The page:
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    Thread: Rumormill: Nissan to leave Europe to focus on US, China, and Japan...

    1. Senior Member bzcat's Avatar
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      05-07-2020 01:53 PM #26
      Quote Originally Posted by robr2 View Post
      Juke is no longer offered in the US. I didn't realize the X-Trail was the Rogue. The NV is well the NV - nobody really cares.

      I think the poster I replied to was referring more to the sedans - Sentra, Altima, Maxima. It's interesting that Nissan doesn't offer any mainstream sedans in Europe.
      Well, mainstream sedan is a tiny market so makes sense a marginal player like Nissan doesn't participate in it. Compact hatchback is king in Europe and Qashqai is basically a lifted Pulsar/Sentra hatchback. Compact sedan is so irrelevant that segment market leader VW doesn't even offer Jetta in most European countries. And the typical mainstream midsize car in Europe is a wagon not a sedan (e.g. Mondeo, Passat) and Nissan killed off its wagons long ago.

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    3. Member
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      05-07-2020 09:58 PM #27
      Quote Originally Posted by NoGrip61 View Post
      This is a smart move for reasons posted above:
      • Similar moves were made by other car companies in the last few years
      • Lets Nissan focus on its core markets
      • Lets Renault keep doing well in Europe


      If they can rebrand the Quashqai as a Renault somehow, then the alliance will be ok... but the alliance doesn't really allow for badge engineering.

      Honestly though, I think the alliance needs a major restructuring to be more of a merger and without the French state being a part of it, but those are even higher level discussions than this market shift move.
      The car and the merger (with AMC) didn't work in America either.

    4. Member worth_fixing's Avatar
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      05-07-2020 10:34 PM #28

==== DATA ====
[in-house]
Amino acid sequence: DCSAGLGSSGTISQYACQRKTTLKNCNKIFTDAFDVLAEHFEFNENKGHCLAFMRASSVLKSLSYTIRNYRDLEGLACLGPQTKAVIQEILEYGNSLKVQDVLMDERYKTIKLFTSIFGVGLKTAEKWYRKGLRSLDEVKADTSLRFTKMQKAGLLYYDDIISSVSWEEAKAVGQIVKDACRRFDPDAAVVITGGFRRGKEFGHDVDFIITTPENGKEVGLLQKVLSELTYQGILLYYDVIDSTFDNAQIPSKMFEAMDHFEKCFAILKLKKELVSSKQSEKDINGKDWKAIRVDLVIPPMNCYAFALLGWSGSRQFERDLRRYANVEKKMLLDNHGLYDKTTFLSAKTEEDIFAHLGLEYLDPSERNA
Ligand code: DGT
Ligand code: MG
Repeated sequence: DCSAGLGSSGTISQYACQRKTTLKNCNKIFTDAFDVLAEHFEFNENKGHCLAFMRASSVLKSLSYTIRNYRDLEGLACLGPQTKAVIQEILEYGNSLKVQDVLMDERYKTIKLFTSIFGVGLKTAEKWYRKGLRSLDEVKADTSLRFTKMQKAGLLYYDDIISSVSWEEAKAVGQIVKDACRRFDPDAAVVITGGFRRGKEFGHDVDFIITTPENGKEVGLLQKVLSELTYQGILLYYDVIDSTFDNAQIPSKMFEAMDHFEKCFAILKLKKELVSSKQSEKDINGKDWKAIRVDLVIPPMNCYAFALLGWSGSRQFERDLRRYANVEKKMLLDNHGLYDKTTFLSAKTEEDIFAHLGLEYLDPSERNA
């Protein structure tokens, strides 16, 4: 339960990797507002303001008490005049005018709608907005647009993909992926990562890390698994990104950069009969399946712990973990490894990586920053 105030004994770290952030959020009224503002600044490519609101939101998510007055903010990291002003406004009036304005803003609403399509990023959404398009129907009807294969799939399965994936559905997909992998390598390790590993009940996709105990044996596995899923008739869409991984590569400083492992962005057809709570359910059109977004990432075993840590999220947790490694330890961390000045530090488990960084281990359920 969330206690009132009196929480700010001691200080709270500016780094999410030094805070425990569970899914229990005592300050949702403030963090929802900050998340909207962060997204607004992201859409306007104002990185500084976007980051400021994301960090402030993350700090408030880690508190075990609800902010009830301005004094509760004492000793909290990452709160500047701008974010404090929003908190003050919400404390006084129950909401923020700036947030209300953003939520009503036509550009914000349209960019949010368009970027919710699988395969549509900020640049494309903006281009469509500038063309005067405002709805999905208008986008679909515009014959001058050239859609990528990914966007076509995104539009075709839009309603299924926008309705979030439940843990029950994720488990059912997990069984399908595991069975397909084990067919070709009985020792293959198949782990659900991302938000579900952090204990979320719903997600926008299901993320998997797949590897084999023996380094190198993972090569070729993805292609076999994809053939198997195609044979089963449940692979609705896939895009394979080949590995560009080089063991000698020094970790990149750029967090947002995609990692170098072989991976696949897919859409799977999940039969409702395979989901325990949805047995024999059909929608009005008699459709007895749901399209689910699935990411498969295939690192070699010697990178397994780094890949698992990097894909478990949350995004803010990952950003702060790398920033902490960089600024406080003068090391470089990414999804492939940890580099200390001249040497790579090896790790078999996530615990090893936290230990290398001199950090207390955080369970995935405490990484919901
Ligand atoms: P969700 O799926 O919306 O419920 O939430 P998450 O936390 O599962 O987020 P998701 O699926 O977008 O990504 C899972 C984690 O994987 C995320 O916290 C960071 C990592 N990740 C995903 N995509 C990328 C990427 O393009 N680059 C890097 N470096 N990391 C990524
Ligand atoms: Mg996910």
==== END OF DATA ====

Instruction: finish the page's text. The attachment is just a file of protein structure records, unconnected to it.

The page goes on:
i guess i just don't know how this works, but is it because they were losing money on each car they sold? even if they broke even, i can't see why anyone would simply stop selling in a particular market.

      please someone correct me.

      and if they could get rid of their CVTs for something else, they'd be a big step ahead. I don't find their cars are bad looking and I think they're reliable and somewhat durable. The new Sentra is quite a bit better than the one it replaces.
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    5. Member kraut_pauer79's Avatar
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      05-07-2020 10:52 PM #29
      Quote Originally Posted by worth_fixing View Post
      i guess i just don't know how this works, but is it because they were losing money on each car they sold? even if they broke even, i can't see why anyone would simply stop selling in a particular market.

      please someone correct me.

      and if they could get rid of their CVTs for something else, they'd be a big step ahead. I don't find their cars are bad looking and I think they're reliable and somewhat durable. The new Sentra is quite a bit better than the one it replaces.
      The auto industry is trimming way down. A lot less cars produced and a lot of consolidation, and I'm sure sales of things like compact and midsize sedans have finally reached a point where the huge cost outlays for production and logistics finally aren't worth the trouble in a market where the profit margins are so razor thin. And now the COVID-19 situation has gummed things up who knows how bad, and is causing unprecedented uncertainty.

      Also, CVT's are here to stay for the forseeable future, Nissan committed to them long ago, now Honda, Toyota, and Subaru are using them too. They're pretty key in achieving fuel economy goals for a lot of cars.
      Quote Originally Posted by Metallitubby View Post
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    6. Member Taco1933's Avatar
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      05-08-2020 07:38 AM #30
      Quote Originally Posted by worth_fixing View Post